Fig. 1
figure 1

Flowchart of patient participation

Imaging and Stereotactic Procedures

All antiparkinsonian medications were withdrawn at 12 h before the surgery. The head of each patient was scanned using a 3T magnetic resonance imaging (MRI) machine to identify the STN. On the day of the surgery, the patient was positioned in a stereotactic frame (Leksell G type) under local anesthesia to perform computed tomography (CT) scanning, and the MRI and CT images were then merged. The VectorVision neuronavigational system was used to calculate the three-dimensional coordinates of the STN and plan out 10 electrode tracks.

Anesthetic Technique

All patients received local scalp anesthesia with ropivacaine 0.5%. In the awake group, 33 patients were conscious during MER and received electrode implantation without sedatives. In the asleep group, 35 patients underwent endotracheal intubation under total intravenous general anesthesia. Dexmedetomidine was infused (0.3 μg/kg) before induction. For induction, propofol was administered by TCI (Alaris Medical Systems, Inc., San Diego, CA, USA) based on the Marsh model with a target plasma concentration of 2 μg/ml. Sufentanil (0.2 μg/kg) and cisatracurium (0.2 mg/kg) were given intravenously. After endotracheal intubation, anesthesia was maintained with propofol TCI (1–2 μg/ml), remifentanil TCI (4–6 ng/ml), and cisatracurium (1.5 μg/kg/min). For TCI remifentanil, a target plasma concentration based on the Minto model was maintained by a TCI pump (Orchestra® Base Primea, Fresenius Vial, Brezins, France). At least 10 min before MER, the target propofol and remifentanil concentrations were reduced to 1–2 μg/ml and 2–3 ng/ml, respectively. During MER, the anesthetic depth was titrated to maintain it at the C level on Narcotrend monitoring (MonitorTechnik, Bad Bramstedt, Germany).

Surgical Procedures and Intraoperative MER

All DBS surgical operations were performed by the same surgeon. After scalp incision and perforation, a single-channel microelectrode with a diameter of 25 μm was conducted by a manual microdrive device (microTargeting®, FHC Inc., Bowdoin, ME, USA). MER started 15 mm above the theoretical STN target at increments of 0.5 mm for 10 s at each depth until the typical neuronal discharges of the STN were no longer observed. The entrance and exit of STN were mainly based on visual and auditory evaluation. Typically, the background activity, noise, and peak frequency of spontaneous neurons apparently increased when the microelectrode entered STN and decreased when it was out of STN [25]. A surgical monitoring system (Leadpoint®, Medtronic, Englewood, CO, USA) was used to record and store MER data. All data were filtered using a 500-Hz high-pass filter and a 5-kHz low-pass filter with a sampling rate of 24 kHz. The path length of the microelectrode through the entire STN was recorded as the length of the STN. The criteria for selecting the optimal trajectory were based on Benazzouz et al. [25]. Both groups of patients were tested for passive movement of the contralateral extremities.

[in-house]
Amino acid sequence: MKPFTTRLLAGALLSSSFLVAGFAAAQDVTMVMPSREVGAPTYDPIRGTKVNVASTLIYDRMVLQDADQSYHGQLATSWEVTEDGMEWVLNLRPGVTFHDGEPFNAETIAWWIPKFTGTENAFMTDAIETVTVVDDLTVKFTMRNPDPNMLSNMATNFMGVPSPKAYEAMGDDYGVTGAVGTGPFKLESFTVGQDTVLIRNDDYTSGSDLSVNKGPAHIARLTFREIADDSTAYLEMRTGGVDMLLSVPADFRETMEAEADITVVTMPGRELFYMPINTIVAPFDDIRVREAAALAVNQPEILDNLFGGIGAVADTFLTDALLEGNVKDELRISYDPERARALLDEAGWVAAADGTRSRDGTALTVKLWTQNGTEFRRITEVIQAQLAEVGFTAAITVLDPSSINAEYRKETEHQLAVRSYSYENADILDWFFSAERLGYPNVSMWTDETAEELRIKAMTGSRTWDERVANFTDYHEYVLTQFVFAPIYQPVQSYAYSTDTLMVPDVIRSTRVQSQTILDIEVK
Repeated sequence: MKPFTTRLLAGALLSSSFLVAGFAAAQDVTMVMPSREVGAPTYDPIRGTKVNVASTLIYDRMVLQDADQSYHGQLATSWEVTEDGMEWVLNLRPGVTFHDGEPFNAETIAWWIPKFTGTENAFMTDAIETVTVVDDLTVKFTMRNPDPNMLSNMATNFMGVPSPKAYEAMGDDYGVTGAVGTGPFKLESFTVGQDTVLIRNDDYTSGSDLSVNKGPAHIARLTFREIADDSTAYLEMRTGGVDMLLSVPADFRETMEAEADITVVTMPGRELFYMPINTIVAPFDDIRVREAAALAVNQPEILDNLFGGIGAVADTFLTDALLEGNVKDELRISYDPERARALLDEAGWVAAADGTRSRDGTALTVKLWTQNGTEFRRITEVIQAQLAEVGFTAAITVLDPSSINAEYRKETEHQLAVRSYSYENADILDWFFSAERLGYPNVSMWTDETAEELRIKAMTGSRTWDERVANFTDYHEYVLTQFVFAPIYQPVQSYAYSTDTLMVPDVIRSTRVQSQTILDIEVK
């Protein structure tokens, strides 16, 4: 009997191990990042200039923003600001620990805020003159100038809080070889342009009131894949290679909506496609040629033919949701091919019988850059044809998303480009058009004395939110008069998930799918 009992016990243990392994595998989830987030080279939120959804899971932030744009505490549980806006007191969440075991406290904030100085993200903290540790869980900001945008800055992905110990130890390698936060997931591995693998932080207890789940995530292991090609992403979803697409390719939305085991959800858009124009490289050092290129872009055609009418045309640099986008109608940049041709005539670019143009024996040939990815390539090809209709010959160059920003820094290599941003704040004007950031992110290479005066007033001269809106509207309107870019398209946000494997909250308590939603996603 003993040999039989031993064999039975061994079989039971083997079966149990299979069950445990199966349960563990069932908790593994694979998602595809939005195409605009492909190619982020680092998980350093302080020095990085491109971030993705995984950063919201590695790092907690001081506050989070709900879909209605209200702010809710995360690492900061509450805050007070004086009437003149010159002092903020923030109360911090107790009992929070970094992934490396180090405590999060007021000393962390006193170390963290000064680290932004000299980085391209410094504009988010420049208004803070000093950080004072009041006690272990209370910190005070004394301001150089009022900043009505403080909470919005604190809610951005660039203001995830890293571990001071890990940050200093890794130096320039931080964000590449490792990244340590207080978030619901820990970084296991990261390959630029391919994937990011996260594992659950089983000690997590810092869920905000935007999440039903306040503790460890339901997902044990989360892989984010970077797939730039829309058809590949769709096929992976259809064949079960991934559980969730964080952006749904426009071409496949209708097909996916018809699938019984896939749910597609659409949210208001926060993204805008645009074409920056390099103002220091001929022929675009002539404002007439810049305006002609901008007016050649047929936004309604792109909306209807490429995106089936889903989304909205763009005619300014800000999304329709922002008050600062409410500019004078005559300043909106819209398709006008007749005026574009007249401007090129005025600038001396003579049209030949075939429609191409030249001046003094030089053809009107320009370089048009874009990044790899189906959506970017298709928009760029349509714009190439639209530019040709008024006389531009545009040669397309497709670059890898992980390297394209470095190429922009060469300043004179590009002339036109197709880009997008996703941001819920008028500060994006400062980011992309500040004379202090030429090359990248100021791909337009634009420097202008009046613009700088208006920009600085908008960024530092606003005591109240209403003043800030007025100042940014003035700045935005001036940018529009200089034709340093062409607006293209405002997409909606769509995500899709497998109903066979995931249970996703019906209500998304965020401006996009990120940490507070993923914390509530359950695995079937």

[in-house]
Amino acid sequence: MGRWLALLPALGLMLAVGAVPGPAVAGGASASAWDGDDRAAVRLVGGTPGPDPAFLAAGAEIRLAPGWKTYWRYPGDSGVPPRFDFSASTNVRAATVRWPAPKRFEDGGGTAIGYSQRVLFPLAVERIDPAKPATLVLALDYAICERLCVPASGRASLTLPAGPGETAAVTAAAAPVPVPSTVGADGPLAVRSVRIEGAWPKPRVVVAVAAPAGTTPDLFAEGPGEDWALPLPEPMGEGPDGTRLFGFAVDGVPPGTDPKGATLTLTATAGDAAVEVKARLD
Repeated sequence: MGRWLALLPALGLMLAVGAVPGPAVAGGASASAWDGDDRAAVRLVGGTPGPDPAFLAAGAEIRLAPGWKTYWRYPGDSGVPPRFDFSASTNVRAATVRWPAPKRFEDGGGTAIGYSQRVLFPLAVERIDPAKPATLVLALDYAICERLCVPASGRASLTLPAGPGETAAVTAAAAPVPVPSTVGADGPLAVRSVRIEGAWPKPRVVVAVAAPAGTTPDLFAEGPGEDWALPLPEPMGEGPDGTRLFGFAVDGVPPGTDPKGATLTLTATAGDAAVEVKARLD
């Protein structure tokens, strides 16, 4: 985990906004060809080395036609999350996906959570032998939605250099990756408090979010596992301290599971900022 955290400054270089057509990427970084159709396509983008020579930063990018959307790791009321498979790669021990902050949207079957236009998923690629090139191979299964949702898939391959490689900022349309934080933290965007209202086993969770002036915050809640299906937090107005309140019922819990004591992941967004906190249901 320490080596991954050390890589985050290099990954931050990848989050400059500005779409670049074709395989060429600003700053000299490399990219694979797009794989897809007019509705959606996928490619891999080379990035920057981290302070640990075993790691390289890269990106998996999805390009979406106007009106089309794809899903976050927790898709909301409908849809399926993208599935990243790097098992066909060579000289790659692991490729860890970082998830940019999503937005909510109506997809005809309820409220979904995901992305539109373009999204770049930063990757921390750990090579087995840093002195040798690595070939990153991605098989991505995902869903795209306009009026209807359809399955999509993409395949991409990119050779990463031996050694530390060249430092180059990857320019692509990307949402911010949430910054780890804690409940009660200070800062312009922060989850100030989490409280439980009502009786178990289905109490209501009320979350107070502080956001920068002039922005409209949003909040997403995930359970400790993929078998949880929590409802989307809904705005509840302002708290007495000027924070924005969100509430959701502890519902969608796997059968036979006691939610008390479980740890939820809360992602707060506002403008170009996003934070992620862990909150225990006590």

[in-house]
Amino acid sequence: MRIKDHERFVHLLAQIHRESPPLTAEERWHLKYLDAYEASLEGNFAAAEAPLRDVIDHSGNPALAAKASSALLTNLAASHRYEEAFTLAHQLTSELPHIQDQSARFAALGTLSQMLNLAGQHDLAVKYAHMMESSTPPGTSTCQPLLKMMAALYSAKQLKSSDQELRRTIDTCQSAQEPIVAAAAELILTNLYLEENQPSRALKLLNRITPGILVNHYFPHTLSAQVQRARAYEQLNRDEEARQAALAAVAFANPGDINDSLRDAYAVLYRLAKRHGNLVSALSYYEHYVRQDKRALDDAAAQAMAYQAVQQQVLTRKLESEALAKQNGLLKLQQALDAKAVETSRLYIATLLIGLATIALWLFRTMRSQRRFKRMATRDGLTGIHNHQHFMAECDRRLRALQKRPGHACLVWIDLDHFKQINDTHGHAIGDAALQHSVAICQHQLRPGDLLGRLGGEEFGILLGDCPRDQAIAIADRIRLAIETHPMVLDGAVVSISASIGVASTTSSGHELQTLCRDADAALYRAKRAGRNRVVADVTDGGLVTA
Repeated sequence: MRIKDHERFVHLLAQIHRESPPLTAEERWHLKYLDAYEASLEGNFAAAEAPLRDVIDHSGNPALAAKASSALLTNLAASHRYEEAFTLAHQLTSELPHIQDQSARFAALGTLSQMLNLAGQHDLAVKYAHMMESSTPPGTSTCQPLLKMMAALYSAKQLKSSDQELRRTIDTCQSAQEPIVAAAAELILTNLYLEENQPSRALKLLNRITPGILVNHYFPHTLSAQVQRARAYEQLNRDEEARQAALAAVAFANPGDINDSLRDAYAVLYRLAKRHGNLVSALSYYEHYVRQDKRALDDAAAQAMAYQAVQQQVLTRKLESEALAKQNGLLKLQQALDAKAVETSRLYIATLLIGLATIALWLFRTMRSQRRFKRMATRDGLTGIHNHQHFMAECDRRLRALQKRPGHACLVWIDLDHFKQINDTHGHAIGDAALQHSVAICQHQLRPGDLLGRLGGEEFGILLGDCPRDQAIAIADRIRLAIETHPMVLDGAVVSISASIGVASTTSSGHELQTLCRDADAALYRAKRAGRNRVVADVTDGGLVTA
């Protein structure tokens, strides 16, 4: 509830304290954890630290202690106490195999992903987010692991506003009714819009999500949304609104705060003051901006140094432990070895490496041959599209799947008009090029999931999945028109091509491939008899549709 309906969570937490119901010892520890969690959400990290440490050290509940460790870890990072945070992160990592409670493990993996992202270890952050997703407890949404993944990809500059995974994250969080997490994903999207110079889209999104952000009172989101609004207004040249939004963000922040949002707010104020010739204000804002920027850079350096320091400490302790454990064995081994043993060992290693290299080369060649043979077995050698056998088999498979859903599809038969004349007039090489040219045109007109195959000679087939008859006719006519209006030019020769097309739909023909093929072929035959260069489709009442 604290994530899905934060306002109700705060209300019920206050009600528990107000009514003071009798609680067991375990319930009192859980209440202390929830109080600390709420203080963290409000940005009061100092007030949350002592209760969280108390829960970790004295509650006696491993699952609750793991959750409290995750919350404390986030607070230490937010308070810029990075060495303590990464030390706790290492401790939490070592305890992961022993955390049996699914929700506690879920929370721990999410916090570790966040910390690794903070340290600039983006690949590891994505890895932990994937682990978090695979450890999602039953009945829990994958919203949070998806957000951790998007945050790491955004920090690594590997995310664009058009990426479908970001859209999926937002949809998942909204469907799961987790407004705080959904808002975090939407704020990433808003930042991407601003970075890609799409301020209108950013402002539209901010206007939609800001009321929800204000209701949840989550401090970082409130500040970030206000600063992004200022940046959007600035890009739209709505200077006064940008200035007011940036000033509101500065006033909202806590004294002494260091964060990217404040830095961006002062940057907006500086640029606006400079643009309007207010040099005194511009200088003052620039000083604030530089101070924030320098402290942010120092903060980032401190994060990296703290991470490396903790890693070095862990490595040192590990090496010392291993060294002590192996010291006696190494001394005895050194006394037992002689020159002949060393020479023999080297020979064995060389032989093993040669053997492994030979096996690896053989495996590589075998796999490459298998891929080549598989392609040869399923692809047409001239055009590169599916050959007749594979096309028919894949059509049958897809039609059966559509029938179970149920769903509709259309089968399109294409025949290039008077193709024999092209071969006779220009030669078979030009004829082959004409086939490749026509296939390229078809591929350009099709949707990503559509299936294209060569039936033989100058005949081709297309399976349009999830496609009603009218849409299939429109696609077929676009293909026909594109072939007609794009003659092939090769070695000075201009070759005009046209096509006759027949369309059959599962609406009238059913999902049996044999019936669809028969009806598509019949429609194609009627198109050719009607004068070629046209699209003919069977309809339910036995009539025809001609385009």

Permanent quadripolar DBS electrodes (DBS model 3389 electrode, Medtronic, Inc., Minneapolis, MN, USA) were implanted along the optimal trajectory after X-ray examination. The stereotactic frame was removed, and infraclavicular placement of the internal pulse generators (Medtronic, Minneapolis, MN) was performed under general anesthesia. The pulse generator was turned on 1 month after the operation.

Extraction of Spiking Activity in the STN and Parameter Calculations

Data Screening

MER signals recorded along the DBS electrode tracks were collected for off-line analysis. In this study, the microelectrode was inserted into the STN in increments of 0.5 mm, and the mean length of the electrophysiological signal of the unilateral STN was 6 mm. To reduce errors caused by differences in data-depth ranges, the boundary fragments were removed and the middle 4 mm section was selected for further analysis. Therefore, analyses were conducted on the middle 8 fragments for each STN. Collectively, a total of 1088 groups of MER data were contained [68 subjects × 8 depths × 2(bilateral)].

Based on extraction of all spikes from raw MER signals, according to the eight different depth datasets of each side of the STN of each patient, the firing frequency of the bilateral STN of each patient was calculated. Specifically, 0–100 Hz was selected as the main frequency band for signal analysis. This main frequency band was further subdivided into five frequency bands: delta, theta, alpha, beta, and gamma. The relationships among the mean spike power in different frequency bands under different anesthetic methods and different sides of the STN were then determined.

Action Potential (Spike) Extraction

The action-potential spike reflects the firing characteristics of the STN. According to the spikes extracted from the raw MER signals, the modified burst index (MBI) and firing rate (FR) of the spikes were calculated to reflect the characteristics of STN firing in order to analyze the effects of different anesthetic methods on the firing characteristics of the STN. To extract the envelope of MER data, the Hilbert transform is used, which is the convolution result of the original signal x(t) and the signal 1/πt [26]:

$$\hat{x}\left( t \right) = H\left[ {x\left( t \right)} \right] = \frac{1}{\pi }\mathop \int \limits_{ - \infty }^{\infty } \frac{x\left( \tau \right)}{{t - \tau }}d\tau.$$